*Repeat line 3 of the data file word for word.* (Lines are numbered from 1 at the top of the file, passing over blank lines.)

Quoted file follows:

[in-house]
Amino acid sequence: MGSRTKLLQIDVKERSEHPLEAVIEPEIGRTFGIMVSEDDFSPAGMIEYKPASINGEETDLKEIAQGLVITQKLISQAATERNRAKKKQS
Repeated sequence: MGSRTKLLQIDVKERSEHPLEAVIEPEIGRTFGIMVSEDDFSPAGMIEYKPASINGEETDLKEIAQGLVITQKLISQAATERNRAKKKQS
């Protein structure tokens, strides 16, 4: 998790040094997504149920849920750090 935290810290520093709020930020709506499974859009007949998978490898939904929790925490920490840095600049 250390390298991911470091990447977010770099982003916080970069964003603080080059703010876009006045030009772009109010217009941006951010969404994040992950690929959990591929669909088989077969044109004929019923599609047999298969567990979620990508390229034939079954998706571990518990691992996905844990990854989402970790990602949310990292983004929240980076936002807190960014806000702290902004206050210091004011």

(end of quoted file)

Repeated sequence: MGSRTKLLQIDVKERSEHPLEAVIEPEIGRTFGIMVSEDDFSPAGMIEYKPASINGEETDLKEIAQGLVITQKLISQAATERNRAKKKQS